In industries of high public trust reputation is of critical importance. The food industry is a prime example. Food poisoning is on a very steep rise. It is estimated that it has leapt almost 80 percent in a decade. And it can impact any part of the food industry – from restaurants to food processors and manufacturers – all are vulnerable to reputational damage. With schools and businesses now coming back on stream there is heightened potential for damage.
Each year an estimated 5.4 million Australians are affected by food poisoning, including 120 deaths and more than 1.2 million visits to doctors. The estimated annual cost of food poisoning is $1.25 billion and the number of lost work days is 2.1 million.
In OzFoodNet’s most recent nine-year survey period they linked 68 food poisoning outbreaks to eggs alone with 1404 Australians ill, 322 hospitalised and two deaths.
And in the current three-months period – the Christmas/holiday season – there have been 14 food recalls, ranging from Mexican Salsa Peanuts to pancakes, hash browns, cider, cheese, biscuits, bread, beans and beetroot.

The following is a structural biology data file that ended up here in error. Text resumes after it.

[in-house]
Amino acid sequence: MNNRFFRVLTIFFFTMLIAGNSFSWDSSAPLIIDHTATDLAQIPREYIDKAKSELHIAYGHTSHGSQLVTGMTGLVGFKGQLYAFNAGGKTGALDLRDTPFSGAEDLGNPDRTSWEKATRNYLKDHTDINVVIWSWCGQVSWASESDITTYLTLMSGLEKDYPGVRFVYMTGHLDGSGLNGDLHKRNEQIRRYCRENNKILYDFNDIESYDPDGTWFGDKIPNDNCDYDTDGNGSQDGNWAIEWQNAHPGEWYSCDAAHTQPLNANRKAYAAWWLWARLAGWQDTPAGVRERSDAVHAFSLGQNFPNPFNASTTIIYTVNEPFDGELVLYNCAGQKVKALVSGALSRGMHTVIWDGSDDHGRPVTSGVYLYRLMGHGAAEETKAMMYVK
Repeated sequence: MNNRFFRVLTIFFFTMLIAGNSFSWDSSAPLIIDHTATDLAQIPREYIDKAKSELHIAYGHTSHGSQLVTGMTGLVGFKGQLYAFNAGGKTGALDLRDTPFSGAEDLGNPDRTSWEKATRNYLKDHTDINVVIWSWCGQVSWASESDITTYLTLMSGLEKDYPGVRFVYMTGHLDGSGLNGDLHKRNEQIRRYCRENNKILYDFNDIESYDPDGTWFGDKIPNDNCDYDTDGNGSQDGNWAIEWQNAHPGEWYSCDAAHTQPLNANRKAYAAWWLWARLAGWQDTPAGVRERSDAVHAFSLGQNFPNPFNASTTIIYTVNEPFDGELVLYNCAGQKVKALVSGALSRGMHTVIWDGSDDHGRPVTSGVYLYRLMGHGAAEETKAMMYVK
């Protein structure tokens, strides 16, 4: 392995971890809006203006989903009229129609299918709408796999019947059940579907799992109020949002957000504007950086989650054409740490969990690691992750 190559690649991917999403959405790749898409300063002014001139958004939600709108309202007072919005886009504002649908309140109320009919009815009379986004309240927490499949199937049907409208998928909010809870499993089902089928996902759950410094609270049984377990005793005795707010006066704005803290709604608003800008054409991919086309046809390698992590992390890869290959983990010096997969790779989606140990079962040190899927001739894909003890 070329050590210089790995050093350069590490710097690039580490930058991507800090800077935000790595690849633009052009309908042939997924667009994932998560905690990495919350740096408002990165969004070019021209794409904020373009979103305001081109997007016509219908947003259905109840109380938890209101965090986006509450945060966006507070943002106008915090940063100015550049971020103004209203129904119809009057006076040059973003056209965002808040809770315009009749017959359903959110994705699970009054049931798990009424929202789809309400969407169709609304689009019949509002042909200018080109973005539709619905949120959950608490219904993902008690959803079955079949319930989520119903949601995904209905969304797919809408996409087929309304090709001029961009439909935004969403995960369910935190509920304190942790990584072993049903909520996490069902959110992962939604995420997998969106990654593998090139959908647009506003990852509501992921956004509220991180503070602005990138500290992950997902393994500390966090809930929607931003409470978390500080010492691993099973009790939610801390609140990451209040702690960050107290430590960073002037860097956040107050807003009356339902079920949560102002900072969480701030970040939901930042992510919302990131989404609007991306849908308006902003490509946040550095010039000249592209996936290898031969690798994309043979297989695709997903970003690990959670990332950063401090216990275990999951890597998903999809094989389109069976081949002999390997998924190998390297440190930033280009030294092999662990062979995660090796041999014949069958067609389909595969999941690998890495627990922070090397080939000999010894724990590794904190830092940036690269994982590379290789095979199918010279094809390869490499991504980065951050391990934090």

Behind each of these is a company whose reputation is now damaged. The consumer has doubts about the veracity of the product, as well as the hygienic nature and standards of the manufacturing process.
History is littered with companies which have collapsed because they have not managed the situation, nor their reputation effectively.
This is where token food recall crisis management ‘on the fly’ and ‘let’s keep our heads down’ attitudes can do irreparable damage to a company. This approach does not ‘cut it’ in today’s media and voracious social media world.
The traditional media, now often led by social media, can become a nightmare for unprepared companies. A single tweet can turn an issue into a full-blown crisis of global proportions.
Companies have no basis to think they can get away with it. Unfortunately, investment in preparedness is still neglected today, despite the facts.
The adage “fail to prepare, prepare to fail” is typical of many companies. They are paying lip service to having a crisis plan, having it tested and having it maintained for currency.
But doing ‘the right thing’ by consumers and the community, plus putting ‘reputation goodwill in the bank’ can only be achieved by an effective crisis plan and preparedness for an issue.
RMK+A has more than 30 years’ experience in preparing companies for crises and in dealing with issues, as well as developing and testing crisis plans.